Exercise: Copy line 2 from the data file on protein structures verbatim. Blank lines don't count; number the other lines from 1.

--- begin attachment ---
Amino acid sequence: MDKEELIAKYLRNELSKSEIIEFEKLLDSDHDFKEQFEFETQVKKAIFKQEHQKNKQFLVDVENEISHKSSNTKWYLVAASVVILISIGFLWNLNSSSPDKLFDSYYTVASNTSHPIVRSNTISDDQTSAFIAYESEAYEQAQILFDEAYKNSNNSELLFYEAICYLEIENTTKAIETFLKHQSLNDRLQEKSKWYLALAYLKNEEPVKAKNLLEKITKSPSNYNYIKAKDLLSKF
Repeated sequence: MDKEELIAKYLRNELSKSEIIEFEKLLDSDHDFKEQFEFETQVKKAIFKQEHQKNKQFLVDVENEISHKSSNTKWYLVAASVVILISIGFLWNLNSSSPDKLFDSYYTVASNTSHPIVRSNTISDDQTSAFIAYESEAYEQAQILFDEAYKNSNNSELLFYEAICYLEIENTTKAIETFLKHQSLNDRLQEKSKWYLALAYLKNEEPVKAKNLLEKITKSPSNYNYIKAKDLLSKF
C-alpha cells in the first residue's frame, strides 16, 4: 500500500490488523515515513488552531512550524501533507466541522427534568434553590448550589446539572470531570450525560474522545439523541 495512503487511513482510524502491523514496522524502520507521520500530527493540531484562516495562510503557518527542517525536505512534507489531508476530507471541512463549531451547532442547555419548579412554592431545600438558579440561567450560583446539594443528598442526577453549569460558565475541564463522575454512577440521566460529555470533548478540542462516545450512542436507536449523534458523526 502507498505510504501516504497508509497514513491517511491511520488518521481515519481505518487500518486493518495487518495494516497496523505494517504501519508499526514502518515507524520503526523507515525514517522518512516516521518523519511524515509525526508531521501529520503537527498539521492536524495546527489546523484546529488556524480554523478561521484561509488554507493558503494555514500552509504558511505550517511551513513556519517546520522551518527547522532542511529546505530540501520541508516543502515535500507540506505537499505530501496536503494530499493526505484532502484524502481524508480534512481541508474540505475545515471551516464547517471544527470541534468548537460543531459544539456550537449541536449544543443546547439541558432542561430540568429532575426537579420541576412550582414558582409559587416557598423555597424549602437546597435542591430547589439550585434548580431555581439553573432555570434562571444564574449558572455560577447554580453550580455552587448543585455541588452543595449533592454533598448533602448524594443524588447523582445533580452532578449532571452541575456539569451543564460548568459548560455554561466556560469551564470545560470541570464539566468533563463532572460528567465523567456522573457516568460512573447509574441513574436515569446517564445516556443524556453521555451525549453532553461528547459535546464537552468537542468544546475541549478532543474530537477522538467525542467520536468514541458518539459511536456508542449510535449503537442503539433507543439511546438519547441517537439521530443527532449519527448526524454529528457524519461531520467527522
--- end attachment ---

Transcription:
Repeated sequence: MDKEELIAKYLRNELSKSEIIEFEKLLDSDHDFKEQFEFETQVKKAIFKQEHQKNKQFLVDVENEISHKSSNTKWYLVAASVVILISIGFLWNLNSSSPDKLFDSYYTVASNTSHPIVRSNTISDDQTSAFIAYESEAYEQAQILFDEAYKNSNNSELLFYEAICYLEIENTTKAIETFLKHQSLNDRLQEKSKWYLALAYLKNEEPVKAKNLLEKITKSPSNYNYIKAKDLLSKF